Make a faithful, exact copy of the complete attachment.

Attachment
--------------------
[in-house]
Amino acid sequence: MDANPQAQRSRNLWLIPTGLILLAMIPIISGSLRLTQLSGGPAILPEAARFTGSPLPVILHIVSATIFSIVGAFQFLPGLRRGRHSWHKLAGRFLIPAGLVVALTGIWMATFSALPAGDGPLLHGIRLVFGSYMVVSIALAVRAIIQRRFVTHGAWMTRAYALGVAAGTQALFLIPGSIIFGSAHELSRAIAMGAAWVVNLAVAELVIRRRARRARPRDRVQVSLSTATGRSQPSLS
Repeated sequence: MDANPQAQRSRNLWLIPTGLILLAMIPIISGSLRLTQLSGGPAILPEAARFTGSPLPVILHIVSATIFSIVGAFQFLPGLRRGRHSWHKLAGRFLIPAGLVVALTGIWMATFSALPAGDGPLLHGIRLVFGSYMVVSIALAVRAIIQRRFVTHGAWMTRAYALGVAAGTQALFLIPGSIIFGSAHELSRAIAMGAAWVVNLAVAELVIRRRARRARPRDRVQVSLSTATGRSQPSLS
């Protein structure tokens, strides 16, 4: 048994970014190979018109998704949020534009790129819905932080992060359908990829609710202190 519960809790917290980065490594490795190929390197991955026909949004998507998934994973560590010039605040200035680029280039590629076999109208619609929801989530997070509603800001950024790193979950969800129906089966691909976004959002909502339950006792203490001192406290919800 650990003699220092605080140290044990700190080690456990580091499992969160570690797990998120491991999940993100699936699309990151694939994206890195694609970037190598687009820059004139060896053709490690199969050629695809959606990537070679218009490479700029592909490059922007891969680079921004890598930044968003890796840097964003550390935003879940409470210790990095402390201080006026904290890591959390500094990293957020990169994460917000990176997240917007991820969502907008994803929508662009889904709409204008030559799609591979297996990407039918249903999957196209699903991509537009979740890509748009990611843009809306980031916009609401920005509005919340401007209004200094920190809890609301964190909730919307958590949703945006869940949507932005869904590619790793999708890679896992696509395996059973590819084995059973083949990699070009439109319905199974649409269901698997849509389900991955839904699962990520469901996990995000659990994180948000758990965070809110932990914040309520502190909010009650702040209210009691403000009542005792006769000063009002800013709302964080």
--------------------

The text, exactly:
[in-house]
Amino acid sequence: MDANPQAQRSRNLWLIPTGLILLAMIPIISGSLRLTQLSGGPAILPEAARFTGSPLPVILHIVSATIFSIVGAFQFLPGLRRGRHSWHKLAGRFLIPAGLVVALTGIWMATFSALPAGDGPLLHGIRLVFGSYMVVSIALAVRAIIQRRFVTHGAWMTRAYALGVAAGTQALFLIPGSIIFGSAHELSRAIAMGAAWVVNLAVAELVIRRRARRARPRDRVQVSLSTATGRSQPSLS
Repeated sequence: MDANPQAQRSRNLWLIPTGLILLAMIPIISGSLRLTQLSGGPAILPEAARFTGSPLPVILHIVSATIFSIVGAFQFLPGLRRGRHSWHKLAGRFLIPAGLVVALTGIWMATFSALPAGDGPLLHGIRLVFGSYMVVSIALAVRAIIQRRFVTHGAWMTRAYALGVAAGTQALFLIPGSIIFGSAHELSRAIAMGAAWVVNLAVAELVIRRRARRARPRDRVQVSLSTATGRSQPSLS
């Protein structure tokens, strides 16, 4: 048994970014190979018109998704949020534009790129819905932080992060359908990829609710202190 519960809790917290980065490594490795190929390197991955026909949004998507998934994973560590010039605040200035680029280039590629076999109208619609929801989530997070509603800001950024790193979950969800129906089966691909976004959002909502339950006792203490001192406290919800 650990003699220092605080140290044990700190080690456990580091499992969160570690797990998120491991999940993100699936699309990151694939994206890195694609970037190598687009820059004139060896053709490690199969050629695809959606990537070679218009490479700029592909490059922007891969680079921004890598930044968003890796840097964003550390935003879940409470210790990095402390201080006026904290890591959390500094990293957020990169994460917000990176997240917007991820969502907008994803929508662009889904709409204008030559799609591979297996990407039918249903999957196209699903991509537009979740890509748009990611843009809306980031916009609401920005509005919340401007209004200094920190809890609301964190909730919307958590949703945006869940949507932005869904590619790793999708890679896992696509395996059973590819084995059973083949990699070009439109319905199974649409269901698997849509389900991955839904699962990520469901996990995000659990994180948000758990965070809110932990914040309520502190909010009650702040209210009691403000009542005792006769000063009002800013709302964080």